With the notion of nitrous out in the open, Shafiroff began rattling off a host of ideas on how to run the nitrous setup on the street, including a trick he used in offshore boating and street-race cars nearly 30 years ago. The gist of the concept is to run a second fuel system with a one or one-and-a-half gallon fuel cell with race fuel. The second fuel system feeds the nitrous setup while the engine continues to run on pump gas. It allows you to burn only pump gas stuff while cruising down to the local hangout but have race fuel ready for on-the-bottle fun.
Seven hundred horsepower or hit the button for instant gratification over 1,000 hp from an engine package that can be driven to the track—born from a drag racing engine and refined by technology. The SSRE Big Dawg 434 is definitely one combination you don’t want to run into on the backstreets of “Anywhere,” USA.
01. The foundation for most of the SSRE small-block engines is the Dart Little M block. It is more than capable of containing big power—especially if nitrous is added to the Big Dawg 434.
02. The first part of building a pump-gas engine is to have a reasonable compression ratio. The Big Dawg 434 rumbles along with 10.95:1 compression courtesy of Wiseco forged pistons, built to SSRE specs.
03. The base Big Dawg package comes with a Scat rotating assembly. The engine we photographed has the upgraded M-Power package ($395). It features a Manley crankshaft and connecting rods. All Big Dawg 434 engines feature a 4.00-inch stroke.
04. The connecting rods in this engine build are by Manley, are made from 4340 forged steel, and include ARP 2000 bolts.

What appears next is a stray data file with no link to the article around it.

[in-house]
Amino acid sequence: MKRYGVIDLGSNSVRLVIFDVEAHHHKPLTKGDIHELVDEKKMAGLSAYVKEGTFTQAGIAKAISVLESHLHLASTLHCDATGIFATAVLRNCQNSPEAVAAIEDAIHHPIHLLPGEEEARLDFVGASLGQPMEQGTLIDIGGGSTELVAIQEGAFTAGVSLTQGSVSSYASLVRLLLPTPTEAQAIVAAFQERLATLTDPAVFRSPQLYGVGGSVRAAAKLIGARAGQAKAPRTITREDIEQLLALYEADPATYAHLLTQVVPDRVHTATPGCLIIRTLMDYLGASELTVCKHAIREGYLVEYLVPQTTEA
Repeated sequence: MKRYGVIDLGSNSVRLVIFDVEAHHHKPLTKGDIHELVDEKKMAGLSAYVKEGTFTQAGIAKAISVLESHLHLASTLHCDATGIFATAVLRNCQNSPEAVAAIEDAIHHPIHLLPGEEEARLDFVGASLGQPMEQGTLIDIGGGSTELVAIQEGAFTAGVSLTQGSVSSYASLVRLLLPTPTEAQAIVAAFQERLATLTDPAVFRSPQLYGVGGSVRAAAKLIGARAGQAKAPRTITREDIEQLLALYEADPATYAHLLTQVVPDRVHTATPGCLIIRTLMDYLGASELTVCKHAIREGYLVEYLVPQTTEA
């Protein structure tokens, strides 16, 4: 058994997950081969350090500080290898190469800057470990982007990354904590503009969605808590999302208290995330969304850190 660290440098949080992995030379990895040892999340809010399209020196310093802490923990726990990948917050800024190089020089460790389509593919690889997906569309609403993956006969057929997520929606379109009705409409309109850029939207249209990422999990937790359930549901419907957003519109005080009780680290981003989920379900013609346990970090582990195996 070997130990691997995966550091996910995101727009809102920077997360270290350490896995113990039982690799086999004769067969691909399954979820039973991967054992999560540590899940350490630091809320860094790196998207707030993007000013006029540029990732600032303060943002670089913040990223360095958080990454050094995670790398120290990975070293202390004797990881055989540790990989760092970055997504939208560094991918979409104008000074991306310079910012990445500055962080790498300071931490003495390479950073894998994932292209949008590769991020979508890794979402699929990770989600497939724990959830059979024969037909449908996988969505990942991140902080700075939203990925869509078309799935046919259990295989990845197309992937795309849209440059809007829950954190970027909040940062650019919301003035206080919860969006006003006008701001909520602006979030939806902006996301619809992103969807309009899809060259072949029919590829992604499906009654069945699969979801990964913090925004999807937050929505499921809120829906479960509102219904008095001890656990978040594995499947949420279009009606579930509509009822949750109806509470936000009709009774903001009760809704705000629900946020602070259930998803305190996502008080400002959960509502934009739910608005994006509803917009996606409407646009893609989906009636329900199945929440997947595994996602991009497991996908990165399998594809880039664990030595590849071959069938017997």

05. The camshaft is a “street” solid roller that was designed by SSRE and cut by COMP Cams. Specs are vague, but Shafiroff says there is full disclosure of the engine specs on the shipping slip. Valve lift is in the 0.670-inch lift range and duration is 260-ish/270-ish.
06. The bore needed to achieve 434 ci is 4.155 inches (with a 4-inch stroke). A special tapered tool is used to install the Wiseco pistons. Those are Total Seal rings wrapped around the forged piston.
07. Once the short-block is finished, it is time for the top-half and ancillary items to be added, like the oil pan, intake, and carburetor.
08. Shafiroff credits the roller lifter technology for exceptional valvetrain life. COMP Cams lifters are standard, and two different HIPPO (Hi Pressure Pin Oiling) lifters are available as an upgrade.
09. T&D shaft rocker arms come standard. An optional set of T&D arms with needle-bearing tips are offered for an additional $240.
10. There are a few different oil pans that can come with the Big Dawg 434; this one is equipped with a Milodon pan and oil pump setup.
11. The AFR 245 Eliminator cylinder heads come with 2.125-inch intake valves and 1.600-inch exhaust valves—both in stainless steel. The cylinder head also features CNC-ported combustion chambers and a competition five-angle valve job.
12. The CNC-ported heads feature 245cc intake ports that move 350 cfm through the intake ports (out of the box) at 0.800-inch lift at 28-inches of water. Moving to the exhaust side, the ports move 256 cfm at the same 0.800-inch lift at 28-inches of water. The exhaust side was flowed with a 1 7/8-inch pipe.
13. Our test engine was fitted with an ATI Performance Products balancer, which is SFI-approved, as the owner plans on hitting the dragstrip with his Big Dawg. All vehicles that run 10.99 or quicker require an SFI-approved balancer.
14. A Motown SuperMod ported intake manifold sits on top of the engine and our test bullet sports a Holley Dominator carburetor.
15. Special, engraved valve covers come with the engine, or the SSRE crew can bolt on some plain covers for those who want to keep their Big Dawg a secret.
16. All SSRE engines are dyno-tested before being shipped to the customer. Our test subject rocked the dyno with 705 hp at 6,600 rpm while torque peaked at 600 lb-ft at 5,500 on Sunoco 93-octane gasoline.